We have collected 20 new paleomagnetic sites from the Mount Stuart batholith and the adjacent Beckler Peak stock. Using thermal and low-temperature demagnetization, and rockmagnetic tests, we have found that the remanence in most of the batholith is carried by single-domain magnetite. The mean of the new Mount Stuart batholith sites is D = 354.2°, I = 46.2°, k = 87.2, α95 = 4.6°, N = 11, and is similar to those of the Beck and Noson (1972) and Beck and others (1981) studies. Examination of Ar geochronology of hornblende and biotite from the Mt. Stuart batholith finds that the southern part of the batholith cooled through the blocking temperature of magnetite at 91 Ma. The northern part cooled through the blocking temperature of magnetite at 86 Ma, and of pyrrhotite at 83 Ma. From these combined results, we conclude that the paleomagnetic directions from the southern part of the batholith were acquired within 0.5 to 1.0 Ma of the time at which the AH barometers cooled below their closure temperature. Use of the AH barometry to establish paleohorizontal for these rocks is thus well justified. Correcting the Mt. Stuart direction for the tilt indicated by the AH barometry, the mean becomes D = 355.9°, I = 50.6°. This result places the Mount Stuart batholith at a latitude of 31.3° +3.8°/–3.4° N at 91 Ma. By identifying the carrier of remanence in the Mt. Stuart batholith as being SD magnetite, we have removed the major remaining uncertainty in interpreting the paleomagnetism of these rocks. The characteristic magnetization repeatedly found in the Mt. Stuart rocks clearly supports the microplate tectonic model of Beck and Noson (1972), presently manifest as the Baja BC hypothesis.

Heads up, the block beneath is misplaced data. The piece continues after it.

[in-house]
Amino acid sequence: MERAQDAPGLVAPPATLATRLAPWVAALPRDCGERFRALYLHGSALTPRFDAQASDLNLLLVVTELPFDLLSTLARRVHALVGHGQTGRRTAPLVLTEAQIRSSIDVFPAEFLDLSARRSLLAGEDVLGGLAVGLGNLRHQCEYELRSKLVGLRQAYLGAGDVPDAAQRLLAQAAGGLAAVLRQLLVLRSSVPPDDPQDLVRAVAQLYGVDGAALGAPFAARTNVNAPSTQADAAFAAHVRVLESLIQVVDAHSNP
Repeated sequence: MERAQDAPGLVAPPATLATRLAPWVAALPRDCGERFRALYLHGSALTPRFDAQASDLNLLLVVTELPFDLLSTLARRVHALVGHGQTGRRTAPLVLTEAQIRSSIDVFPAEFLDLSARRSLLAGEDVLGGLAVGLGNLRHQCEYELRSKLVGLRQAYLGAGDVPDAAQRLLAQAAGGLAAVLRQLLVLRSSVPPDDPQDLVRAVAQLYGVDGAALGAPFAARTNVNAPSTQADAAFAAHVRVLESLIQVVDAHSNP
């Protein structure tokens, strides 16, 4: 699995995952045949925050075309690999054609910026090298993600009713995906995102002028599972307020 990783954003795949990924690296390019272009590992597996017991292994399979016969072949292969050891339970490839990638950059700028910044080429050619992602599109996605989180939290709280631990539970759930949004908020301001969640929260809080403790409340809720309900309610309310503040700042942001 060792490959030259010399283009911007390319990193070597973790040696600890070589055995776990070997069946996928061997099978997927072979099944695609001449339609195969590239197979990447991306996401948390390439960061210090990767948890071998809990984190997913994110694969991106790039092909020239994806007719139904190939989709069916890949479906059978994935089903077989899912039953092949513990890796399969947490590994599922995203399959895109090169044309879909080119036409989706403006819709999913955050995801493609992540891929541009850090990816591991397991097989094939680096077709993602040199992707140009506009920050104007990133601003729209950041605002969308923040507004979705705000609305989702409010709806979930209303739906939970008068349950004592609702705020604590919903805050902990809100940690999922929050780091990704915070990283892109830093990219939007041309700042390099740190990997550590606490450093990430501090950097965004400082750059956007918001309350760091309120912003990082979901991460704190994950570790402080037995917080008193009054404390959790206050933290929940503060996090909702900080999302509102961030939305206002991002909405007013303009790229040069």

American Journal of Science
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This article is posted with permission from the American Journal of Science, http://ajsonline.org. The original posting can be found at http://dx.doi.org/10.2475/ajs.303.4.263
Housen, Bernard A.; Beck Jr., Myrl E.; and Burmester, Russ R., "Paleomagnetism of the Mt. Stuart Batholith Revisited Again: What Has Been Learned Since 1972?" (2003). Geology. 17.